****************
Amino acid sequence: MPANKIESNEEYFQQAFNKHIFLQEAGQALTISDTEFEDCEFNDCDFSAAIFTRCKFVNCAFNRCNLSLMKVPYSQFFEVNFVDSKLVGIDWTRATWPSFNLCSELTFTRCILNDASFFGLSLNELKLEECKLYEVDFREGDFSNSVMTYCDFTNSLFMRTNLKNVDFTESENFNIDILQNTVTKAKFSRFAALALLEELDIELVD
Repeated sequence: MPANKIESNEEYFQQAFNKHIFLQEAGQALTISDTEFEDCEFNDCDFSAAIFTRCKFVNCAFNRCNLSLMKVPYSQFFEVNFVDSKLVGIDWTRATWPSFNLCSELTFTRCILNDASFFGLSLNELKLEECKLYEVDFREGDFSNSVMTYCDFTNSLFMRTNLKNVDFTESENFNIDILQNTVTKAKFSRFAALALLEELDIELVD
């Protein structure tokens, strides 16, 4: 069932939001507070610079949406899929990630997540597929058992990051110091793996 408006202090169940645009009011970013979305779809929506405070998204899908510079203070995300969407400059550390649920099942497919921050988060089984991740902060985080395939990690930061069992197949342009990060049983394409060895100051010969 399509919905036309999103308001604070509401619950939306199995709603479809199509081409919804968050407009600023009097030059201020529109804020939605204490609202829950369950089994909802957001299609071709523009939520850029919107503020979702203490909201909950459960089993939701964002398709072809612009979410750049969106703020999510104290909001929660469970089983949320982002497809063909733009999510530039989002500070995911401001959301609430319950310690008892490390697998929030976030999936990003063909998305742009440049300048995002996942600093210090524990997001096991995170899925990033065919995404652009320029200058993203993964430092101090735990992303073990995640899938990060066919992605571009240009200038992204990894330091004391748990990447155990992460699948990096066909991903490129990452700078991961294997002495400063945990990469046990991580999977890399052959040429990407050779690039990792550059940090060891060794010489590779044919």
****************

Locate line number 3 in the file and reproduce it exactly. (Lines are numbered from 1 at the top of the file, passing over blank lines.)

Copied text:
């Protein structure tokens, strides 16, 4: 069932939001507070610079949406899929990630997540597929058992990051110091793996 408006202090169940645009009011970013979305779809929506405070998204899908510079203070995300969407400059550390649920099942497919921050988060089984991740902060985080395939990690930061069992197949342009990060049983394409060895100051010969 399509919905036309999103308001604070509401619950939306199995709603479809199509081409919804968050407009600023009097030059201020529109804020939605204490609202829950369950089994909802957001299609071709523009939520850029919107503020979702203490909201909950459960089993939701964002398709072809612009979410750049969106703020999510104290909001929660469970089983949320982002497809063909733009999510530039989002500070995911401001959301609430319950310690008892490390697998929030976030999936990003063909998305742009440049300048995002996942600093210090524990997001096991995170899925990033065919995404652009320029200058993203993964430092101090735990992303073990995640899938990060066919992605571009240009200038992204990894330091004391748990990447155990992460699948990096066909991903490129990452700078991961294997002495400063945990990469046990991580999977890399052959040429990407050779690039990792550059940090060891060794010489590779044919």